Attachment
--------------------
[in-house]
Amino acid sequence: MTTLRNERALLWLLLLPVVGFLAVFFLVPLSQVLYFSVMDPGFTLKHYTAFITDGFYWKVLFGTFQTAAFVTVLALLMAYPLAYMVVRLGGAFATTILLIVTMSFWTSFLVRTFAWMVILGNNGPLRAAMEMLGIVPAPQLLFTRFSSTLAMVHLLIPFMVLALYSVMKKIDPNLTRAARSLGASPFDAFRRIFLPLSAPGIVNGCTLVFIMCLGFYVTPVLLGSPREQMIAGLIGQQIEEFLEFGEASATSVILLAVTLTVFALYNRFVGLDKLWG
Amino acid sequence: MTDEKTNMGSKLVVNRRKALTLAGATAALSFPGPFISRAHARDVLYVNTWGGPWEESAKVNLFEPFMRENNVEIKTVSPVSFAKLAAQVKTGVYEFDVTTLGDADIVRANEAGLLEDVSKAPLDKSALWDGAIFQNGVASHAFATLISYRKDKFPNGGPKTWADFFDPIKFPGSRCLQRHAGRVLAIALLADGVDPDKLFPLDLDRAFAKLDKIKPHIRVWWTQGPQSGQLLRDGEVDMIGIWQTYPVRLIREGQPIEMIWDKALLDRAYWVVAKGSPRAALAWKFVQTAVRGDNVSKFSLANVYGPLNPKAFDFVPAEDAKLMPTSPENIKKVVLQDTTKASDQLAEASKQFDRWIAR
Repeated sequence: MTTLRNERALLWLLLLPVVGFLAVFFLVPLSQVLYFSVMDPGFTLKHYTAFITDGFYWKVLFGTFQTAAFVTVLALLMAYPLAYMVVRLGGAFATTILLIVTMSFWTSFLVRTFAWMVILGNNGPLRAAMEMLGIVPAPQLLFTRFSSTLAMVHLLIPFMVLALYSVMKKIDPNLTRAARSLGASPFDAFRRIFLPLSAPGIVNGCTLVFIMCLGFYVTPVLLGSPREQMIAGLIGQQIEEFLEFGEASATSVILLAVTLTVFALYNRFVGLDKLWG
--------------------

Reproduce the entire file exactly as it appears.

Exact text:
[in-house]
Amino acid sequence: MTTLRNERALLWLLLLPVVGFLAVFFLVPLSQVLYFSVMDPGFTLKHYTAFITDGFYWKVLFGTFQTAAFVTVLALLMAYPLAYMVVRLGGAFATTILLIVTMSFWTSFLVRTFAWMVILGNNGPLRAAMEMLGIVPAPQLLFTRFSSTLAMVHLLIPFMVLALYSVMKKIDPNLTRAARSLGASPFDAFRRIFLPLSAPGIVNGCTLVFIMCLGFYVTPVLLGSPREQMIAGLIGQQIEEFLEFGEASATSVILLAVTLTVFALYNRFVGLDKLWG
Amino acid sequence: MTDEKTNMGSKLVVNRRKALTLAGATAALSFPGPFISRAHARDVLYVNTWGGPWEESAKVNLFEPFMRENNVEIKTVSPVSFAKLAAQVKTGVYEFDVTTLGDADIVRANEAGLLEDVSKAPLDKSALWDGAIFQNGVASHAFATLISYRKDKFPNGGPKTWADFFDPIKFPGSRCLQRHAGRVLAIALLADGVDPDKLFPLDLDRAFAKLDKIKPHIRVWWTQGPQSGQLLRDGEVDMIGIWQTYPVRLIREGQPIEMIWDKALLDRAYWVVAKGSPRAALAWKFVQTAVRGDNVSKFSLANVYGPLNPKAFDFVPAEDAKLMPTSPENIKKVVLQDTTKASDQLAEASKQFDRWIAR
Repeated sequence: MTTLRNERALLWLLLLPVVGFLAVFFLVPLSQVLYFSVMDPGFTLKHYTAFITDGFYWKVLFGTFQTAAFVTVLALLMAYPLAYMVVRLGGAFATTILLIVTMSFWTSFLVRTFAWMVILGNNGPLRAAMEMLGIVPAPQLLFTRFSSTLAMVHLLIPFMVLALYSVMKKIDPNLTRAARSLGASPFDAFRRIFLPLSAPGIVNGCTLVFIMCLGFYVTPVLLGSPREQMIAGLIGQQIEEFLEFGEASATSVILLAVTLTVFALYNRFVGLDKLWG